One in two school leavers reconsidered going to University due to cost of living

15th August 2023

A new survey from The Open University (OU) has found that nearly one in two (49%) have reconsidered going to university in the last year, because of the rising cost of living. Nearly a third (31%) of school leavers believe university is not affordable, while a fifth (20%) are still unsure if they will go to university this autumn.

To avoid the huge costs associated with going to traditional universities, nearly three-quarters of school leavers (71%) would consider distance learning as a viable alternative, with just under 2 in 5 (39%) now wanting to have the ability to earn while they learn. A further 29%, are seeking a better balance between their education and other life commitments. Nearly a quarter (23%) want to live at home, rather than moving away to university.

Vice-Chancellor of The Open University, Professor Tim Blackman said “The fact that the cost of living crisis is forcing school leavers to reassess their higher education choices is very disappointing. At the Open University, we believe everyone should have equal opportunity to higher education. Our students can study flexibly through distance learning and consider employment options so they can learn and earn. A growing number of young students are realising that the OU is a great and affordable way to study for a high quality degree.”

Iona Bain, an expert on young people’s finance said “It’s no wonder half of all school leavers now have doubts about going to university amid soaring tuition and living costs, mass disruption to education during lockdown, and a huge degree of uncertainty about what the world will look like in the future. When I speak to young people about their hopes and dreams, one theme comes up time and again – the desire to achieve financial independence.”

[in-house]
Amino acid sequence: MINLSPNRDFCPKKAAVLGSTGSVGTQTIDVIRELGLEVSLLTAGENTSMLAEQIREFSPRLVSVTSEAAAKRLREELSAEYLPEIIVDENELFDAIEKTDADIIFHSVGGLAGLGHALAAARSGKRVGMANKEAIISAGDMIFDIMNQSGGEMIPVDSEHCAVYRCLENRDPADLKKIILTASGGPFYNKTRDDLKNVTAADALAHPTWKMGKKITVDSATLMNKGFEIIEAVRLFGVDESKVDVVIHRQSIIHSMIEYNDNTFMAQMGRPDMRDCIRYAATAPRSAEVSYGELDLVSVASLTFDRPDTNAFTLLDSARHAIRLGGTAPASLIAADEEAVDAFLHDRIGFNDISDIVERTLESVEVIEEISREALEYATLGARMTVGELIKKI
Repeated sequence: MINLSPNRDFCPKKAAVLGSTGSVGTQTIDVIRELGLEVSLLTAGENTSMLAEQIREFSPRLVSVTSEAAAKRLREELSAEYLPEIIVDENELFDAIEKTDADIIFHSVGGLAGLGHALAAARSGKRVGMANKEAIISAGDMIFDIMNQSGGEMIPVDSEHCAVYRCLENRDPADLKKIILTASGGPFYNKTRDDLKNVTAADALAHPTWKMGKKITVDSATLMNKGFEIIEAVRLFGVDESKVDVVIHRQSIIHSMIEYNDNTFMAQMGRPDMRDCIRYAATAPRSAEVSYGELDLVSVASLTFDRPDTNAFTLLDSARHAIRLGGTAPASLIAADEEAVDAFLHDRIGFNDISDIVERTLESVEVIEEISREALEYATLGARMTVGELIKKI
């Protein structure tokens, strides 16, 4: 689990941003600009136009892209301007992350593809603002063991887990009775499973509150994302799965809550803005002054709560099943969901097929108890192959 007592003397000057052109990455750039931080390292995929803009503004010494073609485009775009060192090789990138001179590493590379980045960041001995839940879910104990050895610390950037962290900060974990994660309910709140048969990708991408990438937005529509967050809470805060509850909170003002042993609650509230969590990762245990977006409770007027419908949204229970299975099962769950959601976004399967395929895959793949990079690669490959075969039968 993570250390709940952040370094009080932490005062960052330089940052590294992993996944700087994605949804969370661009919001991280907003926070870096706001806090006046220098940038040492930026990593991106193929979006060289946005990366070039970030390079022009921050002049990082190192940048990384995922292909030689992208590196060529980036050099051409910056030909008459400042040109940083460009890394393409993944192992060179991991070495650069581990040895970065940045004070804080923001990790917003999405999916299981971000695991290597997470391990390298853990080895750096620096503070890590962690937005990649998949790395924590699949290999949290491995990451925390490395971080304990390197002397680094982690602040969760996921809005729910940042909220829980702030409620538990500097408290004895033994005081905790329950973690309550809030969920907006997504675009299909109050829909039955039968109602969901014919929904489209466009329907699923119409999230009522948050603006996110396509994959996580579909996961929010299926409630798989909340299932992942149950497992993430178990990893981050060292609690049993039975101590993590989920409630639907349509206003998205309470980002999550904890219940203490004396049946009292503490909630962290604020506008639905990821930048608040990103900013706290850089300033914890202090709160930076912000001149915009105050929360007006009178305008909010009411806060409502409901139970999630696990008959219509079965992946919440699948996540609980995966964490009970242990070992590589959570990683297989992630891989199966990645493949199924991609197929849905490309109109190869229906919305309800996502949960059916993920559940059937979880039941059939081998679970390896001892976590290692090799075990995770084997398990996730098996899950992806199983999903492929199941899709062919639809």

“That’s why the next generation is willing to embrace alternatives to full-time campus-based education as they look for ways to earn while they learn, gain experience in the jobs market, and get a head start in the real world. Now is the time to have a serious conversation about whether full-time university education is right for everyone, and whether more young people would benefit from the flexibility and working opportunities offered by remote learning without having to forgo a high-quality education. For many young people, this could be a real – and rare – win-win scenario.”

Considering these concerns, findings published by the Cebr found that OU students in England could save up to £6,555 a year and would accumulate less debt when compared to students at traditional brick universities.

The Cebr polled 1,720 students between the ages 18-24 in England, that OU students can anticipate a significant 61% increase in earnings, equivalent to a weekly uplift of £136 (through being able to earn an income due to more flexible study arrangements). 85% of those surveyed thought switching to flexible learning would improve their mental health and wellbeing whilst 72% thought it would improve their engagement with their course content.